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On Clipped Wings

As America's first black military pilots, Tuskegee airmen faced a battle against racism

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As a piper cherokee 235 cut through a cloudless Alabama sky and began its descent, Moton Field emerged beyond a cluster of pine trees. Sixty years ago, several hundred young men began their training here to become America’s first black military pilots. Now, every Memorial Day, in an event that got its start more than three decades ago, ever-dwindling members of those pioneering World War II veterans return to Moton for a fly-in to remember their struggles and triumphs.

On the ground, 14 Tuskegee veterans made their way gingerly around the airfield, stopping to gaze fondly at a vintage Stearman PT-17, the type of plane in which they earned their wings. Located two miles from the city of Tuskegee, Moton Field today serves as a municipal airport. But it still exudes history. Behind a wire fence adjacent to the terminal, Moton’s vintage buildings—most notably a crumbling tower and a boarded-up brick hangar—await restoration as part of the National Park Service’s Tuskegee Airmen National Historic Site, scheduled to open in 2008.

At last year’s reunion, Hiram Mann, now 82 and a retired lieutenant colonel, needed a cane to get around the airfield. But as a young pilot, he flew 48 escort and strafing missions in Italy. “You don’t know how nervous you are until the excitement is over,” he said, recalling how, during his first strafing mission, he chewed two sticks of gum to “a mouthful of little BBs.” Getting a chance to prove his mettle was not easy, however, and he still bristles over a letter he got from the War Department when he first applied to be a pilot. “It said, ‘We have no facilities to train Negroes.’”

Before World War II, blacks in the armed forces were typically assigned to kitchen duty, road construction and menial noncombat duties. As the conflict in Europe intensified, the NAACP and black newspapers urged wider African-American participation in the war effort. In early 1941, First Lady Eleanor Roosevelt, who had heard about the school's civilian pilot program, visited Tuskegee Institute, a college established for blacks in 1881. She took a 40-minute flight with Charles Alfred Anderson, the African-American pilot who taught the course. A photograph of a smiling Mrs. Roosevelt in the back of Anderson’s Cessna appeared in newspapers across the country and gave aspiring black pilots reason to hope.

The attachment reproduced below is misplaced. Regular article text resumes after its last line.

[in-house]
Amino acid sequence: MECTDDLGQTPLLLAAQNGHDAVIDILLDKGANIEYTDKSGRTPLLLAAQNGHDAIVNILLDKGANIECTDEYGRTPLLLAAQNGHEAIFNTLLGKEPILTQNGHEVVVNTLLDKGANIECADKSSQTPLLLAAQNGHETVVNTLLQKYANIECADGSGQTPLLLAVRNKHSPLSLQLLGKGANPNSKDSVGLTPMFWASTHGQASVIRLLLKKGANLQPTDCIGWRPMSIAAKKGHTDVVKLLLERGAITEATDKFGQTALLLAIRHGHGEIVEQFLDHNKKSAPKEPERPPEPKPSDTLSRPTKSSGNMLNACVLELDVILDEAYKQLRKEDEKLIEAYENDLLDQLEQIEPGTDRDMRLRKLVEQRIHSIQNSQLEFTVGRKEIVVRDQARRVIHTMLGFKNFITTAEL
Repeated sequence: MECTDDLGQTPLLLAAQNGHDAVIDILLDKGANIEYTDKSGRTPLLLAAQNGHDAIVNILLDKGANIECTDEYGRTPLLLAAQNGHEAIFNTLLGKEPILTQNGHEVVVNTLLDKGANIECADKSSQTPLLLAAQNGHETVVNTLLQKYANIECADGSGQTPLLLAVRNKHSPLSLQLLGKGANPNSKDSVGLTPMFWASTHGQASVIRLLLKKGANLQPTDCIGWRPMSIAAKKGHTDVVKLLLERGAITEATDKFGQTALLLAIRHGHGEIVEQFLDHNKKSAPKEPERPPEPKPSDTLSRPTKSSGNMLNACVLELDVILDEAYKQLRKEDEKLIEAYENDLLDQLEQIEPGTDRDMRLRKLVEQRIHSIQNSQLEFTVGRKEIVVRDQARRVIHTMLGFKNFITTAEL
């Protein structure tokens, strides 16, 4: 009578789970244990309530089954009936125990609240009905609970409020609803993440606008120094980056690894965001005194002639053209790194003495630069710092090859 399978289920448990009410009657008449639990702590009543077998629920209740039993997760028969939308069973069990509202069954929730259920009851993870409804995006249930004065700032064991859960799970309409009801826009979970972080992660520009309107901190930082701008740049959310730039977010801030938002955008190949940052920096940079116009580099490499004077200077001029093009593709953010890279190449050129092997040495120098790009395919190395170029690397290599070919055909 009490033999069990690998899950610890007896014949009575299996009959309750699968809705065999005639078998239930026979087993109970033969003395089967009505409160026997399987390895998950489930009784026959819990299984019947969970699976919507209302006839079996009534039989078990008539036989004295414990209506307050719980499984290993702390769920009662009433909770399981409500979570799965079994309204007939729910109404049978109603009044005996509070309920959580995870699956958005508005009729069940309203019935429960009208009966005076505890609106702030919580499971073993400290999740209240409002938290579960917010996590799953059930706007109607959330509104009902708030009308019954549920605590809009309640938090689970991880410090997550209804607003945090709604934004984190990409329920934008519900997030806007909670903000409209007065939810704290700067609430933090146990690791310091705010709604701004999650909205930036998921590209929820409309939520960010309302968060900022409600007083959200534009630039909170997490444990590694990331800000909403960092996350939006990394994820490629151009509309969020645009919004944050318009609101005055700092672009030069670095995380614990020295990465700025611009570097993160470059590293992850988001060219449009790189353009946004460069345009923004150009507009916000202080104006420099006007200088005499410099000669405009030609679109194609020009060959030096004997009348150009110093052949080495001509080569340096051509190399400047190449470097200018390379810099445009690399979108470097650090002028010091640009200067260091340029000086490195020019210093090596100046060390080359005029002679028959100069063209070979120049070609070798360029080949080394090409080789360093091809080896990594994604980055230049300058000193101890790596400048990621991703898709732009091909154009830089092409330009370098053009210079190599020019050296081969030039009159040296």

Later that year, the Army Air Corps opened Moton Field, four miles from the college, as a training facility for black men. The first 13 cadets lived in the Tuskegee Institute dormitories and took their basic flight instruction from Anderson.

Charles Dryden left New York’s City College to join Moton’s second class of cadets in late July 1941. He remembers the airfield as little more than “a flat meadow with no runways.” In 1942, Dryden would lead five planes on a bombing run over the Italian island of Pantelleria in the Mediterranean. In five months overseas, he would complete 30 missions. White officers “had no faith in us whatsoever,” Dryden, now 83, said at the reunion, “so it was a baptism of fire to discover what kind of warriors we were. We dared not fail.”

After successfully completing a mission, “there was a great deal of pride that you had measured up,” recalled retired Lt. Col. Harry Stewart, now 79. He graduated from the Tuskegee program in June 1944. “When I was a boy in New York City,” he said, “I dreamed of doing something daring and important when I grew up. We all aspired to fly.” While serving in Italy, he shot down three enemy aircraft on 43 missions, earning a Distinguished Flying Cross and an Air Medal.

After training for 8 to 10 months, graduates of the Air Corps’ Tuskegee program formed the nation’s first all-black unit, the 99th Fighter Squadron. Deployed to Africa in 1943, the 99th flew its first combat mission in June 1943. A month later, it downed its first enemy aircraft, a German Focke-Wulf Fw-190. But several months would pass before a black airman destroyed another enemy plane, prompting criticism from top brass that the unit “failed to display the aggressiveness...necessary to a first class fighting organization”; some officers recommended that the unit be removed from combat.

In October, the squadron’s African-American commander, Col. Benjamin O. Davis Jr., was called to testify before a War Department committee. “The 99th had performed as well as any new fighter squadron, black or white,” Davis argued, citing manpower shortages and unfamiliarity with the territory. “It would have been hopeless for me to stress the hostility and racism of whites,” Davis later wrote. “I had to adopt a quiet, reasoned approach, presenting the facts.” His calm defense saved the day—and the unit.

The 99th’s fortunes began to change on January 27, 1944. During a morning patrol of Italy’s Ponziane Islands, the squadron came to the aid of Allied ships under German fire, destroying six aircraft and damaging four in a fiery battle over the Mediterranean. The Tuskegee airmen successfully engaged the enemy again that afternoon and the next day, and continued to score a string of victories, finally silencing the critics. Time magazine called the unit “veteran, well-led, sure of itself.”

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